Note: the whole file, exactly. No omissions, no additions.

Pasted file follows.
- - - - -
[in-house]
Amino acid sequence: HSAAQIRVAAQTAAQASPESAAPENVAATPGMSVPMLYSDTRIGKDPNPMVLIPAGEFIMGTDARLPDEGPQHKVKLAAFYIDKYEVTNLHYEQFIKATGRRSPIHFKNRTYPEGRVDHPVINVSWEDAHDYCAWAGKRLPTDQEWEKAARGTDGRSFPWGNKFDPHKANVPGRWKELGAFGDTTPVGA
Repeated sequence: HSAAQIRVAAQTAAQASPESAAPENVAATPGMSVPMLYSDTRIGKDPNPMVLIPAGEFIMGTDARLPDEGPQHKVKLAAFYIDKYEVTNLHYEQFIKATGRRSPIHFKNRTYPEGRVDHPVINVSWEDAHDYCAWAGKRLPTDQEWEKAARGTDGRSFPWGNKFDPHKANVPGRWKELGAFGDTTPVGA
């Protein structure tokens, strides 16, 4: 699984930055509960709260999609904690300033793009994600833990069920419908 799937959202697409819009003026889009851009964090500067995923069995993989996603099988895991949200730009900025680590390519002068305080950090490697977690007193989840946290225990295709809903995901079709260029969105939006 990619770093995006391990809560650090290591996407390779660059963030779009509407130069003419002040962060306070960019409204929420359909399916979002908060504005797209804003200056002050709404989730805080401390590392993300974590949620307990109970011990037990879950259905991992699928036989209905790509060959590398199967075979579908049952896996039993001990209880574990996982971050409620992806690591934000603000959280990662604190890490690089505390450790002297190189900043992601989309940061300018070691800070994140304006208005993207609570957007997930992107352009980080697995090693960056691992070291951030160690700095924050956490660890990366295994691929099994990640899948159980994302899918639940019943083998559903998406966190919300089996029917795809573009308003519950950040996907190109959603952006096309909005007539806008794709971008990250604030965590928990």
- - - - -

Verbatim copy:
[in-house]
Amino acid sequence: HSAAQIRVAAQTAAQASPESAAPENVAATPGMSVPMLYSDTRIGKDPNPMVLIPAGEFIMGTDARLPDEGPQHKVKLAAFYIDKYEVTNLHYEQFIKATGRRSPIHFKNRTYPEGRVDHPVINVSWEDAHDYCAWAGKRLPTDQEWEKAARGTDGRSFPWGNKFDPHKANVPGRWKELGAFGDTTPVGA
Repeated sequence: HSAAQIRVAAQTAAQASPESAAPENVAATPGMSVPMLYSDTRIGKDPNPMVLIPAGEFIMGTDARLPDEGPQHKVKLAAFYIDKYEVTNLHYEQFIKATGRRSPIHFKNRTYPEGRVDHPVINVSWEDAHDYCAWAGKRLPTDQEWEKAARGTDGRSFPWGNKFDPHKANVPGRWKELGAFGDTTPVGA
């Protein structure tokens, strides 16, 4: 699984930055509960709260999609904690300033793009994600833990069920419908 799937959202697409819009003026889009851009964090500067995923069995993989996603099988895991949200730009900025680590390519002068305080950090490697977690007193989840946290225990295709809903995901079709260029969105939006 990619770093995006391990809560650090290591996407390779660059963030779009509407130069003419002040962060306070960019409204929420359909399916979002908060504005797209804003200056002050709404989730805080401390590392993300974590949620307990109970011990037990879950259905991992699928036989209905790509060959590398199967075979579908049952896996039993001990209880574990996982971050409620992806690591934000603000959280990662604190890490690089505390450790002297190189900043992601989309940061300018070691800070994140304006208005993207609570957007997930992107352009980080697995090693960056691992070291951030160690700095924050956490660890990366295994691929099994990640899948159980994302899918639940019943083998559903998406966190919300089996029917795809573009308003519950950040996907190109959603952006096309909005007539806008794709971008990250604030965590928990």